Closely related to security, consumer and user privacy should remain top of mind. Answering the following questions can help uncover privacy gaps that may otherwise have gone overlooked:

  • Does the implementation (and potential use cases) comply with privacy regulations and guidance, including laws such as GDPR and HIPAA, where geographically appropriate?
  • Is the data processing compliant with applicable privacy regulations and guidance?
  • How is the data flowing in response to prompts submitted to the AI? Are there any cross-border concerns to be aware of?
  • How is consent being captured and ensured relevant to data usage by Microsoft Copilot?  
  • Do internal privacy policies need to be updated to account for the inclusion of Microsoft Copilot in the technology ecosystem?

4. Empowering teams with knowledge

With any new technology, it’s key to identify and engage in best practices to get the most out of your investment. The same can be said for approaching legal processes, including eDiscovery, related to those tools.

There is fear of the unknown with any new technology, and in no arena has this been truer than with AI solutions. Companies should implement a change management strategy to educate all employees (including those in legal) on the basics of Microsoft Copilot and train them on prompt creation and safeguards for managing sensitive, confidential, and propriety data. It should also address resistance and any lingering questions about your Microsoft Copilot adoption. Finally, this strategy should educate teams on the impact Microsoft Copilot has on eDiscovery and what steps the organization has taken to prepare, including updates to processes.  

Foreseeing a future built on generative AI

From conversations with clients and other organizations, it’s clear that we are embarking on a truly transformative era. Setting aside Microsoft Copilot, companies are also developing proprietary tools for internal use, perhaps to address concerns (actual or perceived) about the protection of confidential data, or to meet a specific use case that could benefit from a different large language model (one that is trained, for example, on a curated and controlled data set). It will be interesting to observe the longevity and viability of proprietary tools deployed for widespread user consumption.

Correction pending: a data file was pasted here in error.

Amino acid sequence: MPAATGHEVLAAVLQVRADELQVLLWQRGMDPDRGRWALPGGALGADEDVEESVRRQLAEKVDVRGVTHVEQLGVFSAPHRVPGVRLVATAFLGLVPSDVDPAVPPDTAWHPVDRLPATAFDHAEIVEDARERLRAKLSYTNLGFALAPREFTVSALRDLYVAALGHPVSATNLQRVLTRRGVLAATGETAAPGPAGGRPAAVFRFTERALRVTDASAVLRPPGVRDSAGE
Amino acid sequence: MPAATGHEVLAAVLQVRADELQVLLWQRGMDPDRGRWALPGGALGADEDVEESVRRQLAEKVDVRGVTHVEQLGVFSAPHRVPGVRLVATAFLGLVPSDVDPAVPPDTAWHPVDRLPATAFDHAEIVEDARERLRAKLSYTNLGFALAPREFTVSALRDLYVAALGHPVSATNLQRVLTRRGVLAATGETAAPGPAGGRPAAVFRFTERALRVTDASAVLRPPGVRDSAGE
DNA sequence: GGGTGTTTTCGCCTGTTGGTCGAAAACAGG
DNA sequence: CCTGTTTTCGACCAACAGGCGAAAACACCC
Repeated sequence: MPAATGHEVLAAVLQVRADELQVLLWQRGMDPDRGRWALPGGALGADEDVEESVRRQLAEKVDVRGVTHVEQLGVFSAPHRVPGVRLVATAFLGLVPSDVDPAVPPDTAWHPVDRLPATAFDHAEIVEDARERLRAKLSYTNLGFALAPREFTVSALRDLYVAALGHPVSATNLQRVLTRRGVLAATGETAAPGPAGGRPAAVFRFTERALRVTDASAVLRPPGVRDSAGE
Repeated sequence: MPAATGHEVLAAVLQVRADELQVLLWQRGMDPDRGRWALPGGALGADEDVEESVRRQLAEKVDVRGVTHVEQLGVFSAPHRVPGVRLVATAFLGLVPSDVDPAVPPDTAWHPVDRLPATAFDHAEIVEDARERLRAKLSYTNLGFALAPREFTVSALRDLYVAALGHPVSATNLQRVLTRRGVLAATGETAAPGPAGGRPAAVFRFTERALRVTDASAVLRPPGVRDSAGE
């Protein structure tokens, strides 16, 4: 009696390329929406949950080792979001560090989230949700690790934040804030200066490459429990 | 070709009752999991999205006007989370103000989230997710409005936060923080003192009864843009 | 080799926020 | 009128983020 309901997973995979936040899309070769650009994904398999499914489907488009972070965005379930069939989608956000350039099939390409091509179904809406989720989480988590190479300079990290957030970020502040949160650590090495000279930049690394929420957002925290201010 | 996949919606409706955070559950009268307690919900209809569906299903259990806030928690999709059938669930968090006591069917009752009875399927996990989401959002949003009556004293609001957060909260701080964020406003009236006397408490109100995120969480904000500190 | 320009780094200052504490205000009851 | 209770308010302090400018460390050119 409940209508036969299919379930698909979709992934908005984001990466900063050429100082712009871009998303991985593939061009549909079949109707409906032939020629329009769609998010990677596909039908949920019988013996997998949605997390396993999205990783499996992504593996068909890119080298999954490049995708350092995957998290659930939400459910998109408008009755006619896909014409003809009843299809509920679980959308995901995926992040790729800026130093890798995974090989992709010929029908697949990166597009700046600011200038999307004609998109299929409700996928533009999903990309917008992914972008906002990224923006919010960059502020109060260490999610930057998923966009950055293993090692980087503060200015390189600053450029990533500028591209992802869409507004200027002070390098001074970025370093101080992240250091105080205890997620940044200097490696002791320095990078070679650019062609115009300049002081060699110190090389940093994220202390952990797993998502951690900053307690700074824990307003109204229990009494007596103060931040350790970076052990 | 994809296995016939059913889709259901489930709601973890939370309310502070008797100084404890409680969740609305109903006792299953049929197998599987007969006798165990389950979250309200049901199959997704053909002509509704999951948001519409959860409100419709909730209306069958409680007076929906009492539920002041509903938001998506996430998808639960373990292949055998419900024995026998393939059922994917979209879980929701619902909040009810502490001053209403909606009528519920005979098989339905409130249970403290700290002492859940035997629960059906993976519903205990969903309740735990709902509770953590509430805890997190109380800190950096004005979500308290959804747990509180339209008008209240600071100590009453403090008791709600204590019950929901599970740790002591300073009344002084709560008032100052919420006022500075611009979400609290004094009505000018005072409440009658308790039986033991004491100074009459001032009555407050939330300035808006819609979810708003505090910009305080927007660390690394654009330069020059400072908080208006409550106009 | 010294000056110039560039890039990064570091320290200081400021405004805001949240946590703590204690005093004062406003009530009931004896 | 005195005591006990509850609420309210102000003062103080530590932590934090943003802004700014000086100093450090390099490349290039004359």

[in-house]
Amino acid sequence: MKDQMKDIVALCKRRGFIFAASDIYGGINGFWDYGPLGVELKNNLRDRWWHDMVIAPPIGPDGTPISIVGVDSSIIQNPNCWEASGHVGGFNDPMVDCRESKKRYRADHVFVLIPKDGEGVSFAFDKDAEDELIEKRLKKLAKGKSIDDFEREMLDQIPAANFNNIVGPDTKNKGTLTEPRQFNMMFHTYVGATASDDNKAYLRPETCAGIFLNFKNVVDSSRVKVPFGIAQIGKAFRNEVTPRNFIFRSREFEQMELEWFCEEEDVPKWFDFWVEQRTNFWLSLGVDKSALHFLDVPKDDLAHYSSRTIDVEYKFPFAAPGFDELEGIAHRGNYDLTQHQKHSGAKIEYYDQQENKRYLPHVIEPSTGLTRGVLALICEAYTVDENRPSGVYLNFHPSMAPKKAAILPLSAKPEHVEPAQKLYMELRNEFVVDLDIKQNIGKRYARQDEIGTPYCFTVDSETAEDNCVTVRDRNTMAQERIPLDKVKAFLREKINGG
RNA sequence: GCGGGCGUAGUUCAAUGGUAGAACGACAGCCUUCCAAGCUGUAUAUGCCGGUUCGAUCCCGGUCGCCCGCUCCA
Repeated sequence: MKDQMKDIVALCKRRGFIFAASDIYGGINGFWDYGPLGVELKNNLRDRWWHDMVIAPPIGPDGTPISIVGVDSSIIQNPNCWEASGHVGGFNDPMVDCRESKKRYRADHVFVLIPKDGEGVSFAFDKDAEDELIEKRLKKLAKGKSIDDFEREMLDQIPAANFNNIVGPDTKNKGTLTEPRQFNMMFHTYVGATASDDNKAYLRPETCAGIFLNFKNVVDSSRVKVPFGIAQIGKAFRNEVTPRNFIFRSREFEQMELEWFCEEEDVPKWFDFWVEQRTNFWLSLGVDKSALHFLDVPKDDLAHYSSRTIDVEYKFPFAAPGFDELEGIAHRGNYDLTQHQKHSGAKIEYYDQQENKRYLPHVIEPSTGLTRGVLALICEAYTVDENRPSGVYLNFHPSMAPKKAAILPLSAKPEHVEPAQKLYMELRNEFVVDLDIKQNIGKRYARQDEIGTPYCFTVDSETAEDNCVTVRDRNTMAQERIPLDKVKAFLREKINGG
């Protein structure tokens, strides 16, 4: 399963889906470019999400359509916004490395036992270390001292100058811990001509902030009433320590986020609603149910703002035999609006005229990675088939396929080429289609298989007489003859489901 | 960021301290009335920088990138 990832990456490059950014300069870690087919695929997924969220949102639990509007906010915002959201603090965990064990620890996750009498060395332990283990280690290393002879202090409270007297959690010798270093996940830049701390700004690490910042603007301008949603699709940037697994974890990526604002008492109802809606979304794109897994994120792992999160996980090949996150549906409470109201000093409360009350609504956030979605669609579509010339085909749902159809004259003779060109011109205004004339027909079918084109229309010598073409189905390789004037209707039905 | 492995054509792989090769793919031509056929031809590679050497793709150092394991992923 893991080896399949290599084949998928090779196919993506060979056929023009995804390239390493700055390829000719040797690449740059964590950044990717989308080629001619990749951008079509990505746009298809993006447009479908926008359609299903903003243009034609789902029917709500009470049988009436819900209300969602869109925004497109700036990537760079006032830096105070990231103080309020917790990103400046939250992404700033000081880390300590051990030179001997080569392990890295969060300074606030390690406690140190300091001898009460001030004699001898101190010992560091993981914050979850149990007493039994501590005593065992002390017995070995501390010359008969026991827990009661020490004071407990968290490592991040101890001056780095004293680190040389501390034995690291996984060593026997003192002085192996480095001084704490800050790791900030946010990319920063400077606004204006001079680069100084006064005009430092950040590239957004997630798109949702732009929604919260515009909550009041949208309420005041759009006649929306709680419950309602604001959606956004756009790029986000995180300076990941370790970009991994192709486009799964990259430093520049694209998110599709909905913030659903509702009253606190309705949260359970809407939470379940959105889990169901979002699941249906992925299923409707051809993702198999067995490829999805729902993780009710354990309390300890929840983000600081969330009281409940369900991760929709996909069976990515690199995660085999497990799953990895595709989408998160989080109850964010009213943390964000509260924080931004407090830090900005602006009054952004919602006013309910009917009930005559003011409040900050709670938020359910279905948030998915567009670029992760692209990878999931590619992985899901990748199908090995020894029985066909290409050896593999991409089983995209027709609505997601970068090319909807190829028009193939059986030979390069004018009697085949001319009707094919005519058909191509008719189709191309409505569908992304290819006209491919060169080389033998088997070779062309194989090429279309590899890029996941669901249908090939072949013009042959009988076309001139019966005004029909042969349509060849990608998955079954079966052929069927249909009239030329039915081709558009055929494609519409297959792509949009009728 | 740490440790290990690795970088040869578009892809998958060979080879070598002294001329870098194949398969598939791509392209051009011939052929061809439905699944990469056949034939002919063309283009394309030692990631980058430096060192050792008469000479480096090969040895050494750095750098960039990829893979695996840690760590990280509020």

As Microsoft adjusts its licensing model for Microsoft Copilot with feedback from the market and releases updates for the tool, it’s very likely we’ll see broader adoption among enterprises already using Microsoft 365. From an eDiscovery perspective, it will also reflect a continued shift away from custodian-centric data to collaborative data and often content-centric data, necessitating different methods for scoping preservation and collection requests. Finally, the authenticity of information defined by ownership, access, and use will take on greater prominence in circumstances where AI-generated content is at stake. Legal and eDiscovery teams will be called upon to support these efforts.

If your organization is on the road toward adopting Microsoft Copilot or if you want to learn more about how it might affect your legal function, visit our Gen AI assessment page.

About the Author

Jamie Brown

As the Vice President of Information Governance, Jamie is responsible for leading and managing Lighthouse’s global consulting practice. She also advises clients, particularly those in heavily regulated industries, on legal and regulatory risk-mitigation strategies in connection with digital transformation, data remediation, and litigation/investigation readiness and response.   A former regulator, law firm partner, and in-house counsel, Jamie brings more than twenty years of experience leading and litigating complex matters involving technology and information in federal and state courts, and responding to investigatory demands brought by the U.S. Department of Justice, and U.S. and foreign regulatory bodies. She specializes in information law, pre-trial strategies, cross-border investigations, eDiscovery, and data protection.